Still, the method can be replicated for any other language, and this is actually what I did and what I basically now teach in my English courses.
I know, you must be thinking:
Grammar? This sounds so old-fashioned! I know, I actually also studied, even at my post-graduate University Course on teaching Foreign Languages, that we had to teach no grammar; and not even translate one word; that is to say: learn like a child…, the problem with that is that we are no longer children.
And let me tell you, these systems or methods (learn like a child) do work, but they take much longer, and the end result is not always perfect.
Just think about this: how long does it take for a child to learn a language? With luck, and especially if you are a baby girl, at least 2 years, if you are a baby boy, 3 years? That is a long time…
Playing chess and learning English
Let me give you another comparison, I always say that, “learning English this way is like trying to learn to play chess just by looking at someone playing it!”
How can you play any game without knowing the rules?
Of course, in time, and after watching many, many games being played, you may start guessing what the rules are.
But, wouldn’t it be so much faster if you knew the rules from the beginning?
This is no difference between from learning English or any other language. You need to know the basic rules. You need to know “by heart” where not to make mistakes and then start practising it. (to learn something by heart means to memorize something)
Going back to the example of how you learnt to drive, at one point, those rules became automatic, that means, you didn’t have to think about them anymore.
But first, you needed to know them!
The process of learning and speaking a language is the same; you need to know the “rules of the game” in order to play it.
Those rules need to be so clear in your mind, that you don’t even have to think about them when you speak.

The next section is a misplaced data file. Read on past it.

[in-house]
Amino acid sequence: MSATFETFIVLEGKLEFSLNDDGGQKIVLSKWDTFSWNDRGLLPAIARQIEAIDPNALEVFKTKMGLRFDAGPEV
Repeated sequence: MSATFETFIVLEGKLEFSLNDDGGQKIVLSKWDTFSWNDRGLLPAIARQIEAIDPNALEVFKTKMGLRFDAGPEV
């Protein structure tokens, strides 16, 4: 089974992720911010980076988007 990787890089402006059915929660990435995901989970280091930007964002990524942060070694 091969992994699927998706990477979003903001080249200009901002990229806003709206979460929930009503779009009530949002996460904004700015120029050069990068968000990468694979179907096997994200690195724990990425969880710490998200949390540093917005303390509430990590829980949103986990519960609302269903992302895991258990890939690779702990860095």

That’s why, you guessed it: I am going to talk about grammar… sometimes in a beautiful and old-fashioned way, mixed with real examples and explained in a nice and entertaining way, as we already did at the end of our first podcast episode.
Talking about grammar again…
I forgot to explain to you too, when I lived in Germany, I also taught at a German University, and guess how they taught languages there: Lots of grammar and translations.
And, let me tell you, I’ve never met a German language student who didn’t speak (almost perfectly) the language he or she had learnt. That made me think that our “modern” systems, are not really working.
As the American Marines say:
“everybody wants to go to Heaven, but nobody wants to die”.
Here, we do the same, we want to learn English, but we don’t want any grammar nor any hard work. However, hard work pays off, and that is going to be your high-speed train ticket to speaking beautiful English.
And that, my dear listener, is my purpose here:
To teach you, little by little, all those “rules”, as I prefer to call them, the rules of the game, with emphasis on what I also like to call the “language traps” of the literal translations.
And that was it for today’s article! I really hope you found it interesting and inspiring.
And something else: Due to the big size of this article, it is only in English, but if you wish a Spanish version, please let me know and I will create it.